Central America aims to become leader in sustainability

New report demonstrates region’s potential for green development

Central America’s above-average recovery in 2021 and the positive outlook for the coming years demonstrate the region’s resilience to shocks and its potential for development. In February, trade experts and private investors joined the Central American Bank for Economic Integration and OMFIF to discuss Central America’s competitive advantages as a promising destination for foreign investors. They highlighted the opportunities for sustainable projects and environmentally friendly initiatives, and the region’s efforts to improve market frameworks and conditions to enable investor access.

The meeting marked the launch of  the ‘Resilience, recovery and sustainability: Central America 2021’ report, the second edition of an annual publication that tracks the region’s development and sustainable growth.

Louis Taylor, chief executive of UK Export Finance, made it clear that the last two years have massively accelerated investors’ focus on sustainability to the point that environmental, social and governance standards have become an essential part of the viability analysis of projects. ‘Thinking about sustainability is a cultural factor’ in Central America, added Victoria Hernandez, Costa Rica’s minister of economy, industry and commerce.

The array of available initiatives demonstrates the region’s potential for sustainable investment. The United Nation’s Green Climate Fund has helped finance projects that range from combating deforestation in Nicaragua to building an electric railway in Costa Rica.

Dante Mossi, executive president of CABEI, stressed that Central America aspires to become a leader in sustainability and be the first region to have a transport sector run by clean energy. With the support of CABEI, Central America is doubling its efforts to develop and green its transportation infrastructure and railway network. Mossi described these efforts as the beginning of ‘the green industrial revolution of Central America.’ CABEI has raised funds for these and other sustainable projects in the region, having issued five ESG bonds in the past two years for a total of $1.6bn.

To further improve financing options, the report describes how CABEI is supporting efforts to set up a regional public debt market that will provide a centralised trade repository for dollar-denominated sovereign bonds issued by Central American governments. A more integrated public debt market would ensure greater liquidity and depth in the region’s capital markets, increasing its attractiveness to foreign investors, said Mossi.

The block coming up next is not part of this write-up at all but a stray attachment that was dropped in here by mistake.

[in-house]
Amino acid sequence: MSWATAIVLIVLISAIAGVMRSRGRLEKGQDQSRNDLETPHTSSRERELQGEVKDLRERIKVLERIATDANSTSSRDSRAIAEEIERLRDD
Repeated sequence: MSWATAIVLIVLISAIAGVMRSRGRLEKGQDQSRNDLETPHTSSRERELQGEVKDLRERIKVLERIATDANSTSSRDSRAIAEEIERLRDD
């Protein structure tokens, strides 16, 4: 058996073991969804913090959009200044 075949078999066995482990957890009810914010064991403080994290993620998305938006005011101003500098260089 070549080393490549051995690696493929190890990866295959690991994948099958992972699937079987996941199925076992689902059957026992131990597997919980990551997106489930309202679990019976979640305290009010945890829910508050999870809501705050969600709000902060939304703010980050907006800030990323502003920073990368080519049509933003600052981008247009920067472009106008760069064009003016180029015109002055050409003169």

Hernandez noted that the high public debt levels after the pandemic had shown the importance of public-private partnerships. With the public sector’s budget constraints, private institutions must join the efforts to achieve a sustainable and robust recovery. Biwater, a British company that delivers large-scale projects to improve water provision and implements sewage treatment schemes worldwide, has been investing in Panama for over 40 years. ‘We have constructed the bulk of their water treatment plants [through] public private ventures,’ affirmed Adrian White, Biwater’s president, adding that ‘these [ventures] are longstanding and have all proved successful and a learning curve.’

Taylor described how, nowadays, existing provisions around these partnerships are documented in a way that ‘give[s] investors protections that they perhaps didn’t have in the past.’ Taylor also stressed that political stability, a strong rule of law and a clear regulatory environment for businesses and foreign participants are critical to attracting investment.

To ensure the existence of such robust regulation, the Secretariat for Central American Economic Integration and CABEI are developing and defining regional regulatory frameworks in areas such as PPP. These standardisation efforts will provide one common regulation, which means foreign operators will not have to navigate differences in the Central American jurisdictions they are interested in investing in.

Such endeavours come amid expectations that nearshoring in the region will accelerate as a result of US-China tensions and the supply chain drawbacks of the pandemic. The region’s proximity to the US makes Central America a strategic destination for supply chains to North America. Mossi explained that the region is re-thinking its strategy to supply nearby markets and doubling its efforts to become more competitive.

The region is enhancing its ports and road infrastructure and strengthening its energy sector to guarantee reliable and well-priced electricity. Central American countries have also transitioned from being primarily manufacturing-based economies to becoming important producers of vehicle parts and medical supplies.

Natalia Ospina is Deputy Head of Reports and Surveys, OMFIF.

About the ‘Resilience, recovery and sustainability: Central America 2021’ report:

This report covers the eight countries that make up the Central American Integration System. It presents a detailed view of the region through six pillars: macroeconomic overview; sustainable investment; commerce, external trade and foreign direct investment; financial integration; digital economy; and integration. Each pillar examines where Central American nations stand in the respective areas, highlighting flagship projects and trends that demonstrate potential while identifying where improvement is required.

Download the report here.

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